• Commitment implies: 1.Value systems.ETHICS . 2. Attitudes. A sense of duty Sincerity Character Integrity Loyalty MKS .LECTURE 3 21 . 4. 8. 5. Dependability Reliability Predictability Consistency Caring Empathy 7. 10. 6. 11. 9. 3. Beliefs and Practices • When our value system is clear it becomes a lot easier to make decisions and commitments.
2. The norm is not published.ETHICS . Each individual within a society has a set of norms. not requirements of that behaviour. Attitudes.LECTURE 3 22 . belief and values that together form the individuals moral standards. may not be obeyed and cannot be enforced – except by the sanction of small group whose members hold the similar norms and use such penalties as disapproval or exclusion MKS .Value systems. a major difference between a norm and a law. 3. Beliefs and Practices Norms : 1. Norms are expectations of proper behaviour.
Beliefs and Practices Beliefs • The belief in an ethical code are standards of thought. They are the ways an individual expects people to think about given concepts. MKS . no untoward behaviors with others. These are the ways that the senior executive in the organization want others to think. • Beliefs are different from norms.LECTURE 3 23 .ETHICS . since we do not find any action – only an abstract way of thinking. Attitudes.Value systems. • Belief are criteria of thought.
Attitudes. • Moral standards include the norms we have about the kinds of actions we believe are morally right or wrong as well as the values we place on the kinds of objects we believe are morally good and morally bad.ETHICS . Beliefs and Practices Moral standards. Beliefs and their role • Law is a dynamic entity since the rules prevalent now may change after some period. MKS .LECTURE 3 24 . There seems to be time lag between changes in moral standards and changes in legal requirements.Value systems.
ETHICS .Value systems. Moral standards are not established or changed by the decisions of particular authoritative bodies. Beliefs and Practices Moral standards Vs.LECTURE 3 25 . Moral standards to be preferred to other values including self interest. MKS . Attitudes. Standards • Characteristics that distinguish Moral standards with Standards: Moral standards are associated with special emotions and special vocabulary Moral standards deal with matters that we think can seriously injure or seriously benefit human beings. Moral standards are based on impartial considerations.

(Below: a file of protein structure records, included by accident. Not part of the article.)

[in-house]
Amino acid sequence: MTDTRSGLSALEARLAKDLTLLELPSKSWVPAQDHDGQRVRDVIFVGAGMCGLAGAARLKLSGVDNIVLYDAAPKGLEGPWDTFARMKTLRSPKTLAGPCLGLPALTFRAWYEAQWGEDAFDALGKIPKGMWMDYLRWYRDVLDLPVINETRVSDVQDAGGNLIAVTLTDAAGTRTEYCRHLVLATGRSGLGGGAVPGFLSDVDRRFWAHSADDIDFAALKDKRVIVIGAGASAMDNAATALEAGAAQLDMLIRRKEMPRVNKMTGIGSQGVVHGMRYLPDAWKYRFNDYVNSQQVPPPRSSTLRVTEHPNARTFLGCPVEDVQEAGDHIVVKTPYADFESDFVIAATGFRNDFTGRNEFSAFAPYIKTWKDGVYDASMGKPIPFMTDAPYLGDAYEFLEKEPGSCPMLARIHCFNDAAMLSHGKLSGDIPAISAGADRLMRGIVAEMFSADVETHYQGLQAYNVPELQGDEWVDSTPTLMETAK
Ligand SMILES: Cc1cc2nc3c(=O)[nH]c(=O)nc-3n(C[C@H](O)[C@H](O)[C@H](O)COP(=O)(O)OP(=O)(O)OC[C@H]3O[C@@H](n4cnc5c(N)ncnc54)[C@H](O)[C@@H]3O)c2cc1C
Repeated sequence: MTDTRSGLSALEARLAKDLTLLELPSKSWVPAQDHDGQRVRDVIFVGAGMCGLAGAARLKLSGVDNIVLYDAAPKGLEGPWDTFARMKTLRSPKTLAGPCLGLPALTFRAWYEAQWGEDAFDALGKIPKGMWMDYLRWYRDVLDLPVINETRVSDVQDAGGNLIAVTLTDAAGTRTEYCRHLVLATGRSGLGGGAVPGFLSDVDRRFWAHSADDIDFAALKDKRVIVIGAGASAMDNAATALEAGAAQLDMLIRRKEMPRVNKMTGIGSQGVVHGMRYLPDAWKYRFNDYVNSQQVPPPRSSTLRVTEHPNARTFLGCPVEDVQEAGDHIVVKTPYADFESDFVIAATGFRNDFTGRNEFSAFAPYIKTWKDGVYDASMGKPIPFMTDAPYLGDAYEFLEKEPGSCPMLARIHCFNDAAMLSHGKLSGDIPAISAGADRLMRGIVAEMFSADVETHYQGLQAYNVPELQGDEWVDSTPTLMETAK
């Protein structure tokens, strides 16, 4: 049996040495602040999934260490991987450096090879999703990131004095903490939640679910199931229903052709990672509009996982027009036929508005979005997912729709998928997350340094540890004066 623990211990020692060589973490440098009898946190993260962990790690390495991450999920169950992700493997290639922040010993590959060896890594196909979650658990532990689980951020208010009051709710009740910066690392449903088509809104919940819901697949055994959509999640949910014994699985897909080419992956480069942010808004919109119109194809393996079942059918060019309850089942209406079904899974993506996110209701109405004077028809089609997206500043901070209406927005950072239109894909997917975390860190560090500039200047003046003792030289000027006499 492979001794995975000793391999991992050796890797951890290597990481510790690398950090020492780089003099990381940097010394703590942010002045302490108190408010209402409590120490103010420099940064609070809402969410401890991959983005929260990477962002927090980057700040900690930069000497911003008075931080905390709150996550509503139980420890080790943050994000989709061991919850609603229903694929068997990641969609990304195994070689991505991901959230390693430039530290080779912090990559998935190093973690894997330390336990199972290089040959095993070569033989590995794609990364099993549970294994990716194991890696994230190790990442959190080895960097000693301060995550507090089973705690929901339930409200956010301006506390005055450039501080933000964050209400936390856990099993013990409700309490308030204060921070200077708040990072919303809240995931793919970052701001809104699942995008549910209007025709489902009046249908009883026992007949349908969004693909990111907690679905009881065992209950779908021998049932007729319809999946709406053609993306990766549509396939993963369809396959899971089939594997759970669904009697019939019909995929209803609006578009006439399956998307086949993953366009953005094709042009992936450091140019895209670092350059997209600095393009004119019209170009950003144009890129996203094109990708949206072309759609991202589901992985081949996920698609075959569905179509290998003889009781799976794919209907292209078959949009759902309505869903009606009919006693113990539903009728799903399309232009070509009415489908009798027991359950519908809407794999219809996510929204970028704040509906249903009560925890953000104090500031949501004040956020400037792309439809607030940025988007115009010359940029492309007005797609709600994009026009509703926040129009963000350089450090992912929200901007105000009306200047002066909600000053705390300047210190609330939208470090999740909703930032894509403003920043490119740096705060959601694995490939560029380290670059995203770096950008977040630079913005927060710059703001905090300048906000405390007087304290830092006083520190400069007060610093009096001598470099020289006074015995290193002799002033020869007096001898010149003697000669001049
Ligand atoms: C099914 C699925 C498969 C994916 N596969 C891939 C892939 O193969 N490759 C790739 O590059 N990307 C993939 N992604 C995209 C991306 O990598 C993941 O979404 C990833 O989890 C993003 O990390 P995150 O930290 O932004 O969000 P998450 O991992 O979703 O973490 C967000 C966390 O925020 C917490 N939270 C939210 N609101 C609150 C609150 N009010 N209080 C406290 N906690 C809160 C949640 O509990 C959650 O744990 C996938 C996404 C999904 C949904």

ETHICS .g.g. it is right to tell the truth and wrong to endanger the lives of others. Tata. dishonesty is bad. B – Weak C – Strong Need Corrections Hitler Strong Weak Strong – strong behaviour – character we find in M K Gandhi. • Ethico-moral actions pertain to set of actions engineered by the characters and expressed through behaviors. Attitudes. Gandhi. Character – Behaviour Matrix Strong B – Strong C – Weak Strategic Man B – Weak C = Weak Dogs (avoid and discard) Weak Character ( C ) MKS . integrity is good.LECTURE 3 Behaviour (B) B – strong C – strong Desired Mix e. J R D Tata who have certain set of qualities like : •Honesty •Truthfulness •Sincerity •Generosity •Transparency •Cooperation •Integrity •Strong will power etc.Value systems. good and evil. Beliefs and Practices • Morality is the standards that an individual or a group has about what is right and wrong. E. 26 .
people or events. Attitudes.Value systems. Individuals behave in a given manner.ETHICS . • Whatever we perceive. • Attitudes are formed right from our childhood experience.LECTURE 3 27 . but on what they ‘see’ or ‘believe’ it to be. Beliefs and Practices • Attitudes are predisposed. depends on our attitude to that object or happening at that point of time. our learning situations and are reinforced in adult life. Attitudes express about favorable or unfavorable feelings about something. evaluative feelings of people about objects. MKS . • On the other hand. our background. based not on the way their external environment actually is. perception is the process of becoming aware of situation and interpreting our sensory impressions in order to give meaning to our environment.